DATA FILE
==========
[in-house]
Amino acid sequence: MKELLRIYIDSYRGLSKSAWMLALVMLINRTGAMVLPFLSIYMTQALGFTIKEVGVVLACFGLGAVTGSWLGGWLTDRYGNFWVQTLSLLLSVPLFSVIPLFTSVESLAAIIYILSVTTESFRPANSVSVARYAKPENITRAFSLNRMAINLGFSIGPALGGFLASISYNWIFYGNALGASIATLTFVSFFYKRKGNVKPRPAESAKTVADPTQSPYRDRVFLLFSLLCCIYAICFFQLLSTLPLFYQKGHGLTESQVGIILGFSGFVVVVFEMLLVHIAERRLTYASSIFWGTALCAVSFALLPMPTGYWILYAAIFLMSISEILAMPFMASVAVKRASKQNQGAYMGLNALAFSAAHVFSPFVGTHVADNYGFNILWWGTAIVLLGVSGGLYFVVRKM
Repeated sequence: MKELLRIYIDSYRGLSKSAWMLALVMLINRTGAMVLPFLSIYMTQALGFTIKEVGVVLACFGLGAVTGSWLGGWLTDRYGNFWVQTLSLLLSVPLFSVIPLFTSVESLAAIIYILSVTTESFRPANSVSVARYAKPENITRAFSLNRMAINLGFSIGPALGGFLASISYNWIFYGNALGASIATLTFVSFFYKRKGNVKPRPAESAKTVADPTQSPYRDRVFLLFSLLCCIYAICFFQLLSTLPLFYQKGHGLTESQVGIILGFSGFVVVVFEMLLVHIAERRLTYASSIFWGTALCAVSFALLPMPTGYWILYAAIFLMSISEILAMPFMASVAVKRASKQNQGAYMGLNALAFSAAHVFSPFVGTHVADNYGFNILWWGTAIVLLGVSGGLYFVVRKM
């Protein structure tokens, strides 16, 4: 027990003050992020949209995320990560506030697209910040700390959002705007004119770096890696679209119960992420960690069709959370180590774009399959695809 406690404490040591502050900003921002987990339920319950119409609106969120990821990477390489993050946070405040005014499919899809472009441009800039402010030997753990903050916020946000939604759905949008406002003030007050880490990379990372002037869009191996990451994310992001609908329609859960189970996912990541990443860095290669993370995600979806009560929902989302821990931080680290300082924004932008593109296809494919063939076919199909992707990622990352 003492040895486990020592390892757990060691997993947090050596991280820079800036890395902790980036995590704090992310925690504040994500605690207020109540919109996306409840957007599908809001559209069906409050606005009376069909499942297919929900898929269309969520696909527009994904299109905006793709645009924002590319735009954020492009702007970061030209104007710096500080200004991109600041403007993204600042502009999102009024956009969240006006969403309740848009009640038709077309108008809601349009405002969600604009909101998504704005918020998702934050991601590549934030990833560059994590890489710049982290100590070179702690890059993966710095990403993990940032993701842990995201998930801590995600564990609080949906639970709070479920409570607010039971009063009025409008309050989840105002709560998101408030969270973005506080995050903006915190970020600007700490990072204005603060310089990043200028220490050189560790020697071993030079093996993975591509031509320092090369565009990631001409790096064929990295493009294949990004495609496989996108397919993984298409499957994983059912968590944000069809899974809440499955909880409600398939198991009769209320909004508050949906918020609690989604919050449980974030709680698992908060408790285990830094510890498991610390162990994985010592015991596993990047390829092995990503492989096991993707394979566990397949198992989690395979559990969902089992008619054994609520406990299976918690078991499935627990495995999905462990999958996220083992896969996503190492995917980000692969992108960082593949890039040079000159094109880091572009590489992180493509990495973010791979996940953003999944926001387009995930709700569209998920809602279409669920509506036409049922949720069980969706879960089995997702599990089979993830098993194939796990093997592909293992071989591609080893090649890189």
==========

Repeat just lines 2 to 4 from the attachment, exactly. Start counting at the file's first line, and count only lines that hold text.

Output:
Amino acid sequence: MKELLRIYIDSYRGLSKSAWMLALVMLINRTGAMVLPFLSIYMTQALGFTIKEVGVVLACFGLGAVTGSWLGGWLTDRYGNFWVQTLSLLLSVPLFSVIPLFTSVESLAAIIYILSVTTESFRPANSVSVARYAKPENITRAFSLNRMAINLGFSIGPALGGFLASISYNWIFYGNALGASIATLTFVSFFYKRKGNVKPRPAESAKTVADPTQSPYRDRVFLLFSLLCCIYAICFFQLLSTLPLFYQKGHGLTESQVGIILGFSGFVVVVFEMLLVHIAERRLTYASSIFWGTALCAVSFALLPMPTGYWILYAAIFLMSISEILAMPFMASVAVKRASKQNQGAYMGLNALAFSAAHVFSPFVGTHVADNYGFNILWWGTAIVLLGVSGGLYFVVRKM
Repeated sequence: MKELLRIYIDSYRGLSKSAWMLALVMLINRTGAMVLPFLSIYMTQALGFTIKEVGVVLACFGLGAVTGSWLGGWLTDRYGNFWVQTLSLLLSVPLFSVIPLFTSVESLAAIIYILSVTTESFRPANSVSVARYAKPENITRAFSLNRMAINLGFSIGPALGGFLASISYNWIFYGNALGASIATLTFVSFFYKRKGNVKPRPAESAKTVADPTQSPYRDRVFLLFSLLCCIYAICFFQLLSTLPLFYQKGHGLTESQVGIILGFSGFVVVVFEMLLVHIAERRLTYASSIFWGTALCAVSFALLPMPTGYWILYAAIFLMSISEILAMPFMASVAVKRASKQNQGAYMGLNALAFSAAHVFSPFVGTHVADNYGFNILWWGTAIVLLGVSGGLYFVVRKM
């Protein structure tokens, strides 16, 4: 027990003050992020949209995320990560506030697209910040700390959002705007004119770096890696679209119960992420960690069709959370180590774009399959695809 406690404490040591502050900003921002987990339920319950119409609106969120990821990477390489993050946070405040005014499919899809472009441009800039402010030997753990903050916020946000939604759905949008406002003030007050880490990379990372002037869009191996990451994310992001609908329609859960189970996912990541990443860095290669993370995600979806009560929902989302821990931080680290300082924004932008593109296809494919063939076919199909992707990622990352 003492040895486990020592390892757990060691997993947090050596991280820079800036890395902790980036995590704090992310925690504040994500605690207020109540919109996306409840957007599908809001559209069906409050606005009376069909499942297919929900898929269309969520696909527009994904299109905006793709645009924002590319735009954020492009702007970061030209104007710096500080200004991109600041403007993204600042502009999102009024956009969240006006969403309740848009009640038709077309108008809601349009405002969600604009909101998504704005918020998702934050991601590549934030990833560059994590890489710049982290100590070179702690890059993966710095990403993990940032993701842990995201998930801590995600564990609080949906639970709070479920409570607010039971009063009025409008309050989840105002709560998101408030969270973005506080995050903006915190970020600007700490990072204005603060310089990043200028220490050189560790020697071993030079093996993975591509031509320092090369565009990631001409790096064929990295493009294949990004495609496989996108397919993984298409499957994983059912968590944000069809899974809440499955909880409600398939198991009769209320909004508050949906918020609690989604919050449980974030709680698992908060408790285990830094510890498991610390162990994985010592015991596993990047390829092995990503492989096991993707394979566990397949198992989690395979559990969902089992008619054994609520406990299976918690078991499935627990495995999905462990999958996220083992896969996503190492995917980000692969992108960082593949890039040079000159094109880091572009590489992180493509990495973010791979996940953003999944926001387009995930709700569209998920809602279409669920509506036409049922949720069980969706879960089995997702599990089979993830098993194939796990093997592909293992071989591609080893090649890189």